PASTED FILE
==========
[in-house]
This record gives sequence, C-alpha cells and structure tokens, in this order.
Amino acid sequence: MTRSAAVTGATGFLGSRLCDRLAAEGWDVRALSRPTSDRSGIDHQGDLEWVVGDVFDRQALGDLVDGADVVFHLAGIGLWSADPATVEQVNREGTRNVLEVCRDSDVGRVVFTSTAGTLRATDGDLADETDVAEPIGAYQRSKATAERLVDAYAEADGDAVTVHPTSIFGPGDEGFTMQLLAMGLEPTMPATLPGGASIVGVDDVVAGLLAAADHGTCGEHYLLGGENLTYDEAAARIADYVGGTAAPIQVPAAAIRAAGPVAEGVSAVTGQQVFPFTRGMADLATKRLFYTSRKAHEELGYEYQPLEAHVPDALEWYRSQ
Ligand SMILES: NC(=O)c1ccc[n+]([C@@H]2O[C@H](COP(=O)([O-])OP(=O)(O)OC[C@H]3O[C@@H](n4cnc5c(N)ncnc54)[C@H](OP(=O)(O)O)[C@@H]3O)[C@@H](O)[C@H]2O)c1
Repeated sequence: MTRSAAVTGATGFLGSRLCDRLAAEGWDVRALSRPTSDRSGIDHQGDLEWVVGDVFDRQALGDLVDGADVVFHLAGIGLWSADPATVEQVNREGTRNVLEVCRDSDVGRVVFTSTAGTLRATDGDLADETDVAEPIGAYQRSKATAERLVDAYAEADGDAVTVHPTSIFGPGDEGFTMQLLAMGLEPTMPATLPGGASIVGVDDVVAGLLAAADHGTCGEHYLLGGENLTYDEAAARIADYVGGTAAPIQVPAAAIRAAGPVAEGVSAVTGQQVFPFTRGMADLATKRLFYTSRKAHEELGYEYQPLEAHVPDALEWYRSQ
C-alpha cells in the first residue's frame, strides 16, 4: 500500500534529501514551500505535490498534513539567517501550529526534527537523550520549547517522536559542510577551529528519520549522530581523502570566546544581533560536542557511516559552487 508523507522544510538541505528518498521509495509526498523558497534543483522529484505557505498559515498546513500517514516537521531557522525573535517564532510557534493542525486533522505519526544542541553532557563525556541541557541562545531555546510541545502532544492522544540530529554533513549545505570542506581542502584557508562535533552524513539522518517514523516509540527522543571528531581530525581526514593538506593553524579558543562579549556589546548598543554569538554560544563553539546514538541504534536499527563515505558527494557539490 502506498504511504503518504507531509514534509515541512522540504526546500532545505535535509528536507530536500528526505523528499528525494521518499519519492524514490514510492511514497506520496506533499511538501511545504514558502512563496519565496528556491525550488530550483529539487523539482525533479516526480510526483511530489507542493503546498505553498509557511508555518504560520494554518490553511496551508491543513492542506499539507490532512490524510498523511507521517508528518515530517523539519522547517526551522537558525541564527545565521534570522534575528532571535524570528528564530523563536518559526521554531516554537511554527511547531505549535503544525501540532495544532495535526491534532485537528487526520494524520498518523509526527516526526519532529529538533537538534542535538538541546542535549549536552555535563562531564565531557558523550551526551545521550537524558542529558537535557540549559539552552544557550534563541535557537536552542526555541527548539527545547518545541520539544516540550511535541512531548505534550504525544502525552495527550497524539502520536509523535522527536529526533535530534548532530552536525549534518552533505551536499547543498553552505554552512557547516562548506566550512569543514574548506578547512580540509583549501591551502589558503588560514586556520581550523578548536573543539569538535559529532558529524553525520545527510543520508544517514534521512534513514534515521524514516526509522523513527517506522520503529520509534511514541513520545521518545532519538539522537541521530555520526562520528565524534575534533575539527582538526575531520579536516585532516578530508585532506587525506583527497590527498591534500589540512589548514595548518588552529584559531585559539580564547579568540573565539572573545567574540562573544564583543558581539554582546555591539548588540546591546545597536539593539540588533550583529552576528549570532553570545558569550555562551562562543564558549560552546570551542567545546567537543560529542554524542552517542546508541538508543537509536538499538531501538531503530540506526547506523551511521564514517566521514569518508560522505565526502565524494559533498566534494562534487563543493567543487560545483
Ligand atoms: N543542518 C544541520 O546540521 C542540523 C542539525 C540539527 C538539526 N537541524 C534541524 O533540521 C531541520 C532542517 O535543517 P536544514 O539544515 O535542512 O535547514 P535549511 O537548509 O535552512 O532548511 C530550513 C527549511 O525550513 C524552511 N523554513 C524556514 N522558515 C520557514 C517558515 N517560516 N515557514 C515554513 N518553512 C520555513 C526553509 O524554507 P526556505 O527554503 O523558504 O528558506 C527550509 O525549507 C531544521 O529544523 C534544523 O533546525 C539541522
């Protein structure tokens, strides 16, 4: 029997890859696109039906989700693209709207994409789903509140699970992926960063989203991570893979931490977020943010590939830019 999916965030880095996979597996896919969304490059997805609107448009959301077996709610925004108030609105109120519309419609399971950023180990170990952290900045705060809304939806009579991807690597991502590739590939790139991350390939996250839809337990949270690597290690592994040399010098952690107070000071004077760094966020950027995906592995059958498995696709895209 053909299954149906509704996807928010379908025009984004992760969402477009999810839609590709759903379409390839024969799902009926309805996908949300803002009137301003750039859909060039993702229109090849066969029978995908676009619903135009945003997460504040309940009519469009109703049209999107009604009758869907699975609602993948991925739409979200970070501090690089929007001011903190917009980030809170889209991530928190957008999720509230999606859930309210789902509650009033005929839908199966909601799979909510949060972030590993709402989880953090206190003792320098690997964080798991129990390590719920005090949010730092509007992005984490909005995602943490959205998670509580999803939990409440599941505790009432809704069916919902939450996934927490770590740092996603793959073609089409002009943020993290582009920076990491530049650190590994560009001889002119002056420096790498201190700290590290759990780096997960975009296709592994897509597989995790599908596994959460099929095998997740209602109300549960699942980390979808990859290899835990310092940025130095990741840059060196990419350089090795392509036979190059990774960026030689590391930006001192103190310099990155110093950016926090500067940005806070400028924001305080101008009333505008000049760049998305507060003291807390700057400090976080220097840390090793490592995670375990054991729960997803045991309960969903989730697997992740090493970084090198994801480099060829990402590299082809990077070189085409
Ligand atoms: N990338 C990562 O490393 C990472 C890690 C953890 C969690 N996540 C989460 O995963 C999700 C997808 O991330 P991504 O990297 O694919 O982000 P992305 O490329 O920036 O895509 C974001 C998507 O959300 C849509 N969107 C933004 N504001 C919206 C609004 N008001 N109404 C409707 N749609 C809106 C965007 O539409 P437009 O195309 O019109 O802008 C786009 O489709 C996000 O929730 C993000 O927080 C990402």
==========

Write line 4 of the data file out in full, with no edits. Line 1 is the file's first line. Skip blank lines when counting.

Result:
Ligand SMILES: NC(=O)c1ccc[n+]([C@@H]2O[C@H](COP(=O)([O-])OP(=O)(O)OC[C@H]3O[C@@H](n4cnc5c(N)ncnc54)[C@H](OP(=O)(O)O)[C@@H]3O)[C@@H](O)[C@H]2O)c1